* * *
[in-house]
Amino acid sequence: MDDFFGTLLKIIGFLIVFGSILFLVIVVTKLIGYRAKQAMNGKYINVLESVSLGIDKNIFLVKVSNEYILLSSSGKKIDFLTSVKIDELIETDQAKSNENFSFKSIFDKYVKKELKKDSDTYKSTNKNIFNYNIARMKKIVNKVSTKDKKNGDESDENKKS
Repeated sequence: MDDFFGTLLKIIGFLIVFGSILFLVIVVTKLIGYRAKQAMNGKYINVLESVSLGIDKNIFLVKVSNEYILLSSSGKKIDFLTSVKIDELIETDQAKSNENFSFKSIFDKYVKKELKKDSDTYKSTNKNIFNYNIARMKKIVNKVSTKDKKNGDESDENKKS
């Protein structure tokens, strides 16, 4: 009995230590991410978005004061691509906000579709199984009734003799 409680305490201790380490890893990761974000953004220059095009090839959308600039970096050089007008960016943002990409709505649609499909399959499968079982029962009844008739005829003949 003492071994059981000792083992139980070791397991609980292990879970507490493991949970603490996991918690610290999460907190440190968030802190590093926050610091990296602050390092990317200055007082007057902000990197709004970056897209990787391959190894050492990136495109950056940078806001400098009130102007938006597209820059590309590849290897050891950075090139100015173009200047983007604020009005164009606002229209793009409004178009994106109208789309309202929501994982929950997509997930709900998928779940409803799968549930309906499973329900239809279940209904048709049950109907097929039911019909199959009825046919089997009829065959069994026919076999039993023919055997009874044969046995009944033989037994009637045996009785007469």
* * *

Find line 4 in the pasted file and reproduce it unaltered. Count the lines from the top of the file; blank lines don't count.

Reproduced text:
């Protein structure tokens, strides 16, 4: 009995230590991410978005004061691509906000579709199984009734003799 409680305490201790380490890893990761974000953004220059095009090839959308600039970096050089007008960016943002990409709505649609499909399959499968079982029962009844008739005829003949 003492071994059981000792083992139980070791397991609980292990879970507490493991949970603490996991918690610290999460907190440190968030802190590093926050610091990296602050390092990317200055007082007057902000990197709004970056897209990787391959190894050492990136495109950056940078806001400098009130102007938006597209820059590309590849290897050891950075090139100015173009200047983007604020009005164009606002229209793009409004178009994106109208789309309202929501994982929950997509997930709900998928779940409803799968549930309906499973329900239809279940209904048709049950109907097929039911019909199959009825046919089997009829065959069994026919076999039993023919055997009874044969046995009944033989037994009637045996009785007469």